Tips on How to Teach Sales Management to a New Employee
Career Path : Business
In sales management, one of your jobs is taking new workers, freshly hired, and training them how to do their jobs. If you are successful, everyone succeeds, you succeed because of course it’s your job; your employer because their investment in the new hire paid off; but also the new worker gains a boost to their career and life long useful skillset.
Every sales manager would like to start out with a gifted people person with several years of experience. However you can at least rely on the fact that a service based economy will have encouraged your new hire to have lots of face time with customers over the course of their education. It’s a rare graduate who hasn’t held at least one “people” job before they get their diploma. But even if your new hire is going into sales training with a blank slate there’s some things you can do to get them off and selling in no time.
1. Assess their basics. How do they present when they talk to people? It may seem like small potatoes, but are there any small immediate changes they can make? From the right professional wardrobe to making sure their communication skills are up to par, correct now and build a good foundation for later.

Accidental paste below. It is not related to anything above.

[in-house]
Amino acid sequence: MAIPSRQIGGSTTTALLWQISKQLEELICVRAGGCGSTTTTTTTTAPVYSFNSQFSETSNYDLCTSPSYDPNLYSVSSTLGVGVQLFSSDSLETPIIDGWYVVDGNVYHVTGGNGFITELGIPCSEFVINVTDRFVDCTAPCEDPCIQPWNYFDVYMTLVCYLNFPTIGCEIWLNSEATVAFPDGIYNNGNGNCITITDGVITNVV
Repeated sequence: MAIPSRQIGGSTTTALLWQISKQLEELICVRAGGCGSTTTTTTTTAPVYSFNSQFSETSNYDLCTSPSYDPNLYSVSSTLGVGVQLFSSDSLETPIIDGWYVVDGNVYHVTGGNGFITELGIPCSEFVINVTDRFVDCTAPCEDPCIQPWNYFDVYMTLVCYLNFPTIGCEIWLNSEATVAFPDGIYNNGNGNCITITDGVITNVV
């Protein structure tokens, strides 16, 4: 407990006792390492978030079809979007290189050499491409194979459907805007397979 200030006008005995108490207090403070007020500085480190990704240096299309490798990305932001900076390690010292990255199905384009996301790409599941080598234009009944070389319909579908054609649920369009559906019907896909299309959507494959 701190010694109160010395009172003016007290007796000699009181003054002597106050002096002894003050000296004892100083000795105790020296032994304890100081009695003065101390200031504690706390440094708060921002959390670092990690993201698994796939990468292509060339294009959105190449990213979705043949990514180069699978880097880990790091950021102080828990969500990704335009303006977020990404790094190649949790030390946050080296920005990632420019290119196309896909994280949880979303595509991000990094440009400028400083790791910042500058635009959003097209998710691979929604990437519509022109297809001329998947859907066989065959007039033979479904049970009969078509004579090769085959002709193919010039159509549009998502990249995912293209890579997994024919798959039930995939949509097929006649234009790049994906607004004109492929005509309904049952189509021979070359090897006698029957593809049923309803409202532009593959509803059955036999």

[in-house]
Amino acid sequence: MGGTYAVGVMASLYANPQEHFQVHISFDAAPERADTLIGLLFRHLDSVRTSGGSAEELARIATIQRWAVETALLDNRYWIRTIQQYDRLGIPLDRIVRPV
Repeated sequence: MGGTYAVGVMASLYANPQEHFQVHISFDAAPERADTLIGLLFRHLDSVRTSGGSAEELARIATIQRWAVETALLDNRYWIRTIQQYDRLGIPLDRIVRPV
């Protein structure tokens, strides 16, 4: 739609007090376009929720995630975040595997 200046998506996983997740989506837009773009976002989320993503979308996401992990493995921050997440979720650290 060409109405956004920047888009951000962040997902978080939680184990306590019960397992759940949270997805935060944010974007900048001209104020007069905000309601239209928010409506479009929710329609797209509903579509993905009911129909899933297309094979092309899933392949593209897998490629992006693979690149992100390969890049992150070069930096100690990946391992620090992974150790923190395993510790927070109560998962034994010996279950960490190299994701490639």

2. Partner them with your existing work force. Putting them where they’ll pick up how to do things from a good example can be a very productive way of starting their sales training. However ideally you want them to shadow several people. Different people have different styles, and as much as itâs tempting to have everyone be like your star sales person, cloning is still impossible.
3. Make sure they are familiar with their clients. Take the time to go over the ongoing sales strategy you’ve established. If you’ve got existing accounts you can even make a formal introduction the portfolios the new hire will be taking over, for a more smooth hand off.
4. Provide feedback and clear guidelines. Your new hire needs both a realistic introduction to your sales goals and expectations, and a bit more feedback than your regular staff. Budget the time to mentor them through their mistakes, but don’t neglect to tell them what they’re doing right as well. Positive feedback even makes them more likely to accept your advice and not see it as a personal criticism.
Your new hire will also need to learn certain things from pure practice. The sooner you can let them become hands-on the better, among many things because sales is such a numbers game. And of course, lastly remember to have some empathy. You were new once and you probably remember what it was like.
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